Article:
Research Papers:

EGFR kinase inhibitors and gastric acid suppressants in EGFR-mutant NSCLC: a retrospective database analysis of potential drug interaction

Nesaretnam Barr Kumarakulasinghe _, Nicholas Syn, Yu Yang Soon, Atasha Asmat, Huili Zheng, En Yun Loy, Brendan Pang and Ross Andrew Soo

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Oncotarget. 2016; 7:85542-85550. https://doi.org/10.18632/oncotarget.13458

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Nesaretnam Barr Kumarakulasinghe1,*, Nicholas Syn1,2,3,*, Yu Yang Soon4, Atasha Asmat5, Huili Zheng6, En Yun Loy6, Brendan Pang2,7, Ross Andrew Soo1,2

1Department of Haematology-Oncology, National University Cancer Institute, Singapore

2Cancer Science Institute of Singapore, National University of Singapore, Singapore

3Yong Loo Lin School of Medicine, National University of Singapore, Singapore

4Department of Radiation Oncology, National University Cancer Institute, Singapore

5Department of General Surgery, Tan Tock Seng Hospital, Singapore

6National Registry of Diseases Office, Health Promotion Board, Singapore

7Department of Pathology, National University Health System, Singapore

*These authors have contributed equally to this work as co-first authors

Correspondence to:

Ross Andrew Soo, email: [email protected]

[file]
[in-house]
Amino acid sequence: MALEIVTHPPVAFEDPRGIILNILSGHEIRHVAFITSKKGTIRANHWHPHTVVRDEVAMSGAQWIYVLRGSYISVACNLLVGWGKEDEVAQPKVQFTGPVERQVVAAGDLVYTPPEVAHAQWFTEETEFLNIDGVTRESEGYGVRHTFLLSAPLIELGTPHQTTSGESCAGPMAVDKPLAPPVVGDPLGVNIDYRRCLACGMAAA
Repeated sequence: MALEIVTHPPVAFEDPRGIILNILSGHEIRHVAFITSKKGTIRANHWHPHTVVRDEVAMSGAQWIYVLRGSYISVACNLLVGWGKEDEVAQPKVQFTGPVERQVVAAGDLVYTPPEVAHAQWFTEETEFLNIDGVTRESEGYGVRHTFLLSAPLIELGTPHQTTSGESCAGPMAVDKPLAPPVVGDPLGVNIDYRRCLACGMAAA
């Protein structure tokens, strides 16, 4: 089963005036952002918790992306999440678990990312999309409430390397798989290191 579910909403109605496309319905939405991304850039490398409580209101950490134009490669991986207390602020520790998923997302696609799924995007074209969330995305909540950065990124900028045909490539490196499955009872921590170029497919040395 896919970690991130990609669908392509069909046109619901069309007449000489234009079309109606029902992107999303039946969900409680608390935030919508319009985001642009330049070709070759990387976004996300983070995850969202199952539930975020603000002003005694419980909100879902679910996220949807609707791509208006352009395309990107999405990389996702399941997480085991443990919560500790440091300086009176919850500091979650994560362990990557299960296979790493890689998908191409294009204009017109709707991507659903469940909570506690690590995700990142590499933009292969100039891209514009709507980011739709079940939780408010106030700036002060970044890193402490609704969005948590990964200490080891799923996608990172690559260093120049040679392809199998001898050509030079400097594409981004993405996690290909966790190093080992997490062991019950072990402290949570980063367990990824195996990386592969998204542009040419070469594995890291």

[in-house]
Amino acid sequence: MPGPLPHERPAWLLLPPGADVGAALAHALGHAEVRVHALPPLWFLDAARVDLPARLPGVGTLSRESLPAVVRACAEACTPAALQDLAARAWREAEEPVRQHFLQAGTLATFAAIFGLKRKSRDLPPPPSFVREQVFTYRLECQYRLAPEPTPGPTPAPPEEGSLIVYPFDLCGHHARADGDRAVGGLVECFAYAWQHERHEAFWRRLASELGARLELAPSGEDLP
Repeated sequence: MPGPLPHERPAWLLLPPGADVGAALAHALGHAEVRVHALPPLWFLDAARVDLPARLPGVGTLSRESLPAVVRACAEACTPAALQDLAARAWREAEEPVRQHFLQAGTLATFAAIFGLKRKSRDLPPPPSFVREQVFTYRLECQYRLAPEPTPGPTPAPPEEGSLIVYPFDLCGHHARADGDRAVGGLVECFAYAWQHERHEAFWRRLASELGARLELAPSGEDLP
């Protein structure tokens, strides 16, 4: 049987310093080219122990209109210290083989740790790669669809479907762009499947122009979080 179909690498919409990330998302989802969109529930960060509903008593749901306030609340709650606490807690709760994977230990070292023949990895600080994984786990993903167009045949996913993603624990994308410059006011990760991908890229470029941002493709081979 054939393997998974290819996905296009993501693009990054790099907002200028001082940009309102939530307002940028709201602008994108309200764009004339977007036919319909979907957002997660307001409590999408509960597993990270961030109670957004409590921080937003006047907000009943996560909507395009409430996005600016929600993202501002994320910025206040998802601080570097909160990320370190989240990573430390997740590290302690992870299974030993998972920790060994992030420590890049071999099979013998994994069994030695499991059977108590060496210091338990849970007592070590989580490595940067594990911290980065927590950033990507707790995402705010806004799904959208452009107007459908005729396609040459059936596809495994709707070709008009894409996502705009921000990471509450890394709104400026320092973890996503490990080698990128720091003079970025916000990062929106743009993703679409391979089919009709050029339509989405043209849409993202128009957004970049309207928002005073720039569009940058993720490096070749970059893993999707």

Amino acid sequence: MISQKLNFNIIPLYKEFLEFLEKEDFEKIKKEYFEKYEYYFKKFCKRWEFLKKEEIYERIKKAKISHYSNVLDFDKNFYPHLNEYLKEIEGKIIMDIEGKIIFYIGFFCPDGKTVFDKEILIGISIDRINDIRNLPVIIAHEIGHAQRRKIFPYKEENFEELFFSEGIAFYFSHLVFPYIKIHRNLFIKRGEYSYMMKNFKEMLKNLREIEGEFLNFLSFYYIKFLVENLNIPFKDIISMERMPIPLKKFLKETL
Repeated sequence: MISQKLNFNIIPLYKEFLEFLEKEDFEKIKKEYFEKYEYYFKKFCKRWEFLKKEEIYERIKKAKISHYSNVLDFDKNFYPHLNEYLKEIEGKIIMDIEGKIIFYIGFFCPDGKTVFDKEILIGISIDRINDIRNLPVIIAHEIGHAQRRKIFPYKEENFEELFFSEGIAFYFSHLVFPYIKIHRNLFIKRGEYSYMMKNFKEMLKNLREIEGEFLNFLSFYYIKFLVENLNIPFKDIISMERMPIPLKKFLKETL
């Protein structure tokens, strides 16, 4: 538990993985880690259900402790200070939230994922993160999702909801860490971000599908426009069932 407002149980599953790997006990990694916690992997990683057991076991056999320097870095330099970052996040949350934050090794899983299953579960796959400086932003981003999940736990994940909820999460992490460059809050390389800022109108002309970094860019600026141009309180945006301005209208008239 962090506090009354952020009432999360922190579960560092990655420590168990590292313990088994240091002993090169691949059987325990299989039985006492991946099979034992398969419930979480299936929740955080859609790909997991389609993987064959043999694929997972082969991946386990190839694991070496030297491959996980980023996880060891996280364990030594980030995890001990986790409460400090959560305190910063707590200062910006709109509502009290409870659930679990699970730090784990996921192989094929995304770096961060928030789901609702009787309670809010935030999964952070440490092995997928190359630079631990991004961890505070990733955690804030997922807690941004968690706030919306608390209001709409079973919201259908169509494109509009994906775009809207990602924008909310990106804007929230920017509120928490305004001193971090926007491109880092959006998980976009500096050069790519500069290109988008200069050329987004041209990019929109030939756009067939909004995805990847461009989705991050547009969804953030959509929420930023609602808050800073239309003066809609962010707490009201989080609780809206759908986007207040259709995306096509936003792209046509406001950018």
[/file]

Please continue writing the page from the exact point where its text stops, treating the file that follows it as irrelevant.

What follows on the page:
Keywords: gefitinib, erlotinib, drug-drug interactions, NSCLC, gastric acid suppression

Received: August 19, 2016     Accepted: October 27, 2016     Published: November 19, 2016


Background: Erlotinib and gefitinib are weak base drugs whose absorption and clinical efficacy may be impaired by concomitant gastric acid suppressive (AS) therapy, yet proton pump inhibitors (PPIs) and histamine-2 receptor antagonists (H2As) are widely indicated in non-small cell lung cancer (NSCLC) patients for the prevention and treatment of erlotinib-induced gastrointestinal injury and corticosteroid-associated gastric irritation. We assessed the clinical relevance of this potential drug-drug interaction (DDI) in a retrospective cohort of EGFR-mutant NSCLC patients.

Results: The AS usage rate was 35%. In the overall cohort, AS users did not experience poorer OS (HR: 1.47, 95% CI: 0.92 – 2.35, P = 0.10; median, 11.4 versus 17.5 months) or PFS (HR = 1.37, 95% CI: 0.89 – 2.12, P = 0.16; median, 7.6 versus 8.7 months) compared with non-users in multivariate Cox regression analysis. However, subgroup analyses indicated that AS usage was associated with significantly poorer OS and PFS in patients who had fewer or milder comorbidities (Charlson comorbidity index ≤ 2), those with Karnofsky performance status < 90, and never-smokers.

Materials and Methods: A retrospective database analysis of 157 patients given erlotinib or gefitinib for EGFR-mutant advanced NSCLC from two institutions was conducted. Patients were classified as AS-users if the periods of AS and anti-EGFR therapy overlapped by ≥ 30%. Overall survival (OS) and progression-free survival (PFS) were assessed according to AS usage.

Conclusions: Concomitant AS therapy did not have an adverse impact on OS and/or PFS in the overall cohort. Our subgroup findings should be regarded exploratory and require replication in a large prospective cohort.

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